By Ilona Matysiak, visiting guest of the Maria Grzegorzewska University in Warsaw, Poland
The idea is quite simple: to combine agricultural production with health and social services provided to people with different types of disabilities. However, it’s really hard to imagine or understand a care farm if you have never seen such a thing. One of the most important goals of my four-week research stay at the University of Wageningen was to unburden my imagination and see them for real.
I managed to visit three care farms this winter: De Hoge Born located next to the University Campus and two more distant ones – ‘t Paradijs close to Barneveld and Hoeve Klein Mariëndaal in the natural reserve at the outskirts of Arnhem. “I don’t have the proper shoes for wandering on farms”, I thought before setting off. I left my trekking boots in Poland. The leather shoes which I wore, might not survive this trip. To my surprise, I was completely wrong about it. I was surprised also by several other things.
First of all, I was amazed at how well organized these farms are. All of them have many clients: 50 people in De Hoge Born, 90 in Hoeve Klein Mariëndaal and 120 at ‘t Paradijs. Moreover, clients are grouped according to age and type of disability. For example, in ‘t Paradijs care recipients include elderly people with dementia – an especially vulnerable group that Dutch care farms opened up to only recently. In De Hoge Born there is a group of long-term unemployed. In Hoeve Klein Mariëndaal the clients include a group of youths with intellectual disabilities who are being trained in the maintenance of green spaces. Each group of clients has their own schedule, space and tasks to do, like taking care of vegetables or feeding animals.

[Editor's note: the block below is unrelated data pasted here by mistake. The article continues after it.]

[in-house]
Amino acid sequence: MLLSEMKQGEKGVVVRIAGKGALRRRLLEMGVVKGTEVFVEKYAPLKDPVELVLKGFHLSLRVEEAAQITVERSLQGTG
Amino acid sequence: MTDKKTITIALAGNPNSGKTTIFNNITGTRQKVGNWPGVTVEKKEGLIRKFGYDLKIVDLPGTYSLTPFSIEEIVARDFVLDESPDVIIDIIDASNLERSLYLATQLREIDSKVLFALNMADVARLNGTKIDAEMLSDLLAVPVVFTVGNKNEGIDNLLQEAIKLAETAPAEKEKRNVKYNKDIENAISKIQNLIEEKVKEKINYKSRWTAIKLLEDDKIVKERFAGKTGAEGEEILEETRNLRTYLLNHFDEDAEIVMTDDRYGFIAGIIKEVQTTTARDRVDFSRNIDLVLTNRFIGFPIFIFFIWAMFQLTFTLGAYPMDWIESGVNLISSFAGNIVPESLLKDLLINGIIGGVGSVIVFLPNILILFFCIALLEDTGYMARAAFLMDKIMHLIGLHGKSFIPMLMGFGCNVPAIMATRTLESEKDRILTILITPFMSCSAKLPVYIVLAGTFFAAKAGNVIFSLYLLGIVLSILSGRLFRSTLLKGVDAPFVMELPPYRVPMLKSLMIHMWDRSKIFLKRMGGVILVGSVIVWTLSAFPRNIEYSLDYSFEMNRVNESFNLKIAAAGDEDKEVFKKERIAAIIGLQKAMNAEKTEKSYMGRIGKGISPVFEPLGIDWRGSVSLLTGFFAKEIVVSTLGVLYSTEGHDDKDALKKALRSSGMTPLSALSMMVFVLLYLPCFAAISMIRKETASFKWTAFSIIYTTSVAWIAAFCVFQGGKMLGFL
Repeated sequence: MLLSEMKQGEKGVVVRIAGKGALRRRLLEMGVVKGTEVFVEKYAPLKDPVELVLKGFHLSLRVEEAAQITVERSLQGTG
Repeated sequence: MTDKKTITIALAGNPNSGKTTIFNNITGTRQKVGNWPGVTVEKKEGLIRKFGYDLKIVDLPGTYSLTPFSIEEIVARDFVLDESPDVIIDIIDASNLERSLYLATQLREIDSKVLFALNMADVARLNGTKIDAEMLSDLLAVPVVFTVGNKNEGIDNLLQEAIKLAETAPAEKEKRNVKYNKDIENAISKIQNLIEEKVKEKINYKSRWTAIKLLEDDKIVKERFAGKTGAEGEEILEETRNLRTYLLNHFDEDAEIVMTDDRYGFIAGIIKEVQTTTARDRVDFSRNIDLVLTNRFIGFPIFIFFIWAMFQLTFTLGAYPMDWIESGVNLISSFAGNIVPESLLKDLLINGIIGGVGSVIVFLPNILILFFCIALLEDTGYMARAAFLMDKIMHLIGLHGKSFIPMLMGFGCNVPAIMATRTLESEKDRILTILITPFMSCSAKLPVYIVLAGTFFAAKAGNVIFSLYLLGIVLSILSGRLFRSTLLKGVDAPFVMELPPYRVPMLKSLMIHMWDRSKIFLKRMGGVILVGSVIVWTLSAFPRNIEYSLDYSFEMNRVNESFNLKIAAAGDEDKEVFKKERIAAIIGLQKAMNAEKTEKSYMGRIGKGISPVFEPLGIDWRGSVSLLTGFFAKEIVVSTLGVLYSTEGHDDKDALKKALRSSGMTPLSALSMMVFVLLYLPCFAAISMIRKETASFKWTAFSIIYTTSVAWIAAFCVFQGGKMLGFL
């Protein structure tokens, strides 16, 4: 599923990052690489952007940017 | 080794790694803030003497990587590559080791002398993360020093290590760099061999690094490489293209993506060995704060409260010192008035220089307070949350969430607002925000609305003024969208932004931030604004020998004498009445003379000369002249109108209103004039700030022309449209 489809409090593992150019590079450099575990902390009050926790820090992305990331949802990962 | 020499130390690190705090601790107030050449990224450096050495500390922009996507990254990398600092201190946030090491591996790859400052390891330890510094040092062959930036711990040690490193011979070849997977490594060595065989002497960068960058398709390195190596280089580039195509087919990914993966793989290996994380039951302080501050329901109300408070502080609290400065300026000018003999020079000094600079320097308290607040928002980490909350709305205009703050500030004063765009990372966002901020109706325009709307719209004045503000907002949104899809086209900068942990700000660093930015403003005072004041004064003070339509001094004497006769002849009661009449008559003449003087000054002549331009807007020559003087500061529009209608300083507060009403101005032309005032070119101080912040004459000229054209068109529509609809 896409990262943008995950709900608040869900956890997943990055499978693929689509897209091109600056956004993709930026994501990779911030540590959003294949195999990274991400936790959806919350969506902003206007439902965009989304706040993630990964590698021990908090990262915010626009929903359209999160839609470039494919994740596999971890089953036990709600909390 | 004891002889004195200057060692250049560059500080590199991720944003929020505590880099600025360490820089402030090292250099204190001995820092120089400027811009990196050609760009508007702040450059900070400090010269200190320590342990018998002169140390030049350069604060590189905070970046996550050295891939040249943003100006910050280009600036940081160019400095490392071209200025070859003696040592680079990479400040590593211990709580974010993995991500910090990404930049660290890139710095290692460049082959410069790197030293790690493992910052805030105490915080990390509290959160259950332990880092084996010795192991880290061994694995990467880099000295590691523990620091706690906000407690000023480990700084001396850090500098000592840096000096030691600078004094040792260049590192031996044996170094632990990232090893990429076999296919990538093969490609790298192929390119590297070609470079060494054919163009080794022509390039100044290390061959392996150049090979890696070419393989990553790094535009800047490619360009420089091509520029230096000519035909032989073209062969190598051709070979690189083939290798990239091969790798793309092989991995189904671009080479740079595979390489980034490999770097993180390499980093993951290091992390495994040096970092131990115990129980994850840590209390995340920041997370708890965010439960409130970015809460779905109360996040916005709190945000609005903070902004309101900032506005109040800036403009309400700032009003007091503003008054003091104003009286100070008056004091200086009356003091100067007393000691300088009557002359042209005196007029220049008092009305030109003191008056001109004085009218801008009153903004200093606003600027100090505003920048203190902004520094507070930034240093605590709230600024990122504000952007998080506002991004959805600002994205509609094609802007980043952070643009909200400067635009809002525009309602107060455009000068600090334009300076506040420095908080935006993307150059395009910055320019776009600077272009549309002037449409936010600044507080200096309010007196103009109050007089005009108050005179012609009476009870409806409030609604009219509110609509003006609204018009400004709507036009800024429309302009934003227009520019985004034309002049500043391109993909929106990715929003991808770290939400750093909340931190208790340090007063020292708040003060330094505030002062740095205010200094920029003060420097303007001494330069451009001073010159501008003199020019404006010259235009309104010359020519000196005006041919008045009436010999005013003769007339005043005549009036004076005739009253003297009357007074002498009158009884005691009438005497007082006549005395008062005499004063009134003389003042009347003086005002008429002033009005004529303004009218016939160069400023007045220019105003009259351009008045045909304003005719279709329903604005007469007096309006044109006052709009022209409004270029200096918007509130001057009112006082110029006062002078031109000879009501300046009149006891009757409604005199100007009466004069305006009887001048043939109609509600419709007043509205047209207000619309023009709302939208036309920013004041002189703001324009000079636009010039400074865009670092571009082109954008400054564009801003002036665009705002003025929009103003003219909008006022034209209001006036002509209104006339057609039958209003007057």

Obviously, there is a great deal of human resource behind it. ‘t Paradijs employs 25 professionals, De Hoge Born – 5 and Hoeve Klein Mariëndaal – 12, mostly part-time. These employees include professional farmers, carers, occupational therapists, teachers and psychologists as well as administrative staff. Apart from that, there are also groups of volunteers supporting the farms and activities provided – from 10 people in De Hoge Born to around 40 in ‘t Paradijs. I used to imagine a farming family as the essential workforce engaged in agriculture and care provision on the farm, maybe supported by a few employees and volunteers. Reality turned out to be far from it. The founders of the care farms were in fact managers coordinating an organization, not farmers in the traditional sense.
While observing these well-organized care farms, I wondered whether there was still room for flexibility, e.g. changing the day care schedule according to family caregivers’ needs. What about including some new categories of clients into the system in the future? For example, what about seniors without dementia or other people not eligible for public funding but who could still benefit from being on a care farm? Would it be possible to broaden target groups of care farms by introducing funding sources for their services, other than public money?